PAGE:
Montreal groups demand the collection of race-based data during COVID-19 testing

Some ethnically diverse neighborhoods in Montreal have become hotbeds of COVID-19 infections. Community workers in those areas say key information has been lacking when it comes to COVID-19 testing, namely ethnicity, economic status and race. Global's Phil Carpenter explains.

Community groups in ethnically diverse neighbourhoods of Montreal are demanding that data on race, ethnicity and economic status be among the information collected from people during testing for COVID-19.

The groups say having that information would have been crucial in helping to stem the spread of the virus in places like the Montreal North borough, the latest hotbed of COVID-19 infections with just over 1,500 cases as of May 6, according to Montreal Public Health.

It’s just one of the boroughs, including Côte-des-Neiges–Notre-Dame-de-Grâce (1,427 infections) and Ahuntsic–Cartierville (1,351 cases), where high density and low income are coupled with large case numbers.

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The other common factor among these boroughs is the high ethnic mix, especially in Montreal North.

“We have a lot of people from the Haitian Community, we have a lot of people from the Lebanese community, Italian,” said Wissam Mansour, a worker with Hoodstock, a Montreal North community group.

Community activist Will Prosper, who also works in the borough, explained to Global News that having that information is vital to help spot infection trends sooner.

“Because if we had that information beforehand in Montreal North, I think it might have given us a chance to react faster,” he said.

Concordia University professor of sociology Meir Amor agrees.

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“Collecting the data about those variables is crucial,” he stressed.

Without the data, he said it’s impossible to see how the disease is progressing and if there are groups being affected disproportionately because of economic circumstances or cultural habits, for example.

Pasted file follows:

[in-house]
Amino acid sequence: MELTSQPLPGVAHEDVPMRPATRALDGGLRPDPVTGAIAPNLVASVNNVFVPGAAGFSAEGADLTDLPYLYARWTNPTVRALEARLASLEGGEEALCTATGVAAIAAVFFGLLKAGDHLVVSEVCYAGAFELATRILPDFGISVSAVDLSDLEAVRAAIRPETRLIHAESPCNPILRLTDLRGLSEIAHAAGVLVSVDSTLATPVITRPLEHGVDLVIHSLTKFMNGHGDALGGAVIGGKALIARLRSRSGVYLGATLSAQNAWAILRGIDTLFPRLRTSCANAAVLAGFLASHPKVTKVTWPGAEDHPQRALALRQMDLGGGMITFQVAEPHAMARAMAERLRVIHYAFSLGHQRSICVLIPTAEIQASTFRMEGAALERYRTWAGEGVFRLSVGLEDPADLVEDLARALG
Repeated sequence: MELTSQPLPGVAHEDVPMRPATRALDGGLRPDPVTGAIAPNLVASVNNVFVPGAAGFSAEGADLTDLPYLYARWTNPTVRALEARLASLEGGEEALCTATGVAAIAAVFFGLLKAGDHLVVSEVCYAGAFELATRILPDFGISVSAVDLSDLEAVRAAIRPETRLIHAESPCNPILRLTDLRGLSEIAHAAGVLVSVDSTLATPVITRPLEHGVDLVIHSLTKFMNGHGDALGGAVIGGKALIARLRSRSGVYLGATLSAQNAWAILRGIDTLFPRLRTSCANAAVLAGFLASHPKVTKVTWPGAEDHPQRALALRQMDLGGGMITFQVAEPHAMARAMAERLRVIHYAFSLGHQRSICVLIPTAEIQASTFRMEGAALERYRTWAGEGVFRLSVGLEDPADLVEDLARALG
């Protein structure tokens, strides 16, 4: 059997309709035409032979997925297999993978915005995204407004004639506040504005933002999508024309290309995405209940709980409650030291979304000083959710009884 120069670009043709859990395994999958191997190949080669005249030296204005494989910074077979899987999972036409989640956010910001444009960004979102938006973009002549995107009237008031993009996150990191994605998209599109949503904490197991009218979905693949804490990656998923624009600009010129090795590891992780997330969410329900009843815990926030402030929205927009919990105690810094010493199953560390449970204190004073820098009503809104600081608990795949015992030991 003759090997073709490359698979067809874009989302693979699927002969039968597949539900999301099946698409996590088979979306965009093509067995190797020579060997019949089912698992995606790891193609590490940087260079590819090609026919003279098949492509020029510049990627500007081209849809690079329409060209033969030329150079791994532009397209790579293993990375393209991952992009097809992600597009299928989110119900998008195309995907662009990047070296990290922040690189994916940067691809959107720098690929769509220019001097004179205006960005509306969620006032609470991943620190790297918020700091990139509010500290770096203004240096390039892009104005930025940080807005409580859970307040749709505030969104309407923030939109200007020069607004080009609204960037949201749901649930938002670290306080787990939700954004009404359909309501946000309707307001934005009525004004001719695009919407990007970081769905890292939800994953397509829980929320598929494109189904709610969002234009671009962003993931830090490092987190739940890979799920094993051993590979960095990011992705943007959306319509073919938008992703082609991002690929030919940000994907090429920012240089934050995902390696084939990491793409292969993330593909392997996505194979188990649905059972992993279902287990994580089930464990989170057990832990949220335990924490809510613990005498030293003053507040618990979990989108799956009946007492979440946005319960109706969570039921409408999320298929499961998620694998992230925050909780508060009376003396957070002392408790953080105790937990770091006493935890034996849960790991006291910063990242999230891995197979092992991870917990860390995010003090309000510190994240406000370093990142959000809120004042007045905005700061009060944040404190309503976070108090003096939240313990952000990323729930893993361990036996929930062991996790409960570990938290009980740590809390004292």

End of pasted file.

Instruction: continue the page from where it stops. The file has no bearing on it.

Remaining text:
“Exactly as you need data for medical treatment, you need the understanding of social attitudes, social behaviour, social reaction in order to improve the ability to resist it,” Amor pointed out.

According to figures from Montreal Public Health, so far, more than half the number of cases of infected people in Montreal, are women.

Fo Niemi who runs the Centre for Research-Action on Race Relations and is also pushing for the data, made it clear that having that kind of information could help to explain why.

“Women usually make less than men,” he said, “so there’s a social and economic dimension in the information related to race, to ethnicity, to gender.”

Quebec Public Health Director Doctor Horacio Arruda said Wednesday that health workers will start to gather information on race.  He admitted it’s important.

“Because especially if there is also risk factors from certain communities that could be related to genetics,” he told reporters.

He did not say if data regarding ethnicity and economic status will also be collected.

The Public Health Agency of Canada says it is exploring the possibility of including race-based data in the information it collects on COVID-19.

© 2020 Global News, a division of Corus Entertainment Inc.

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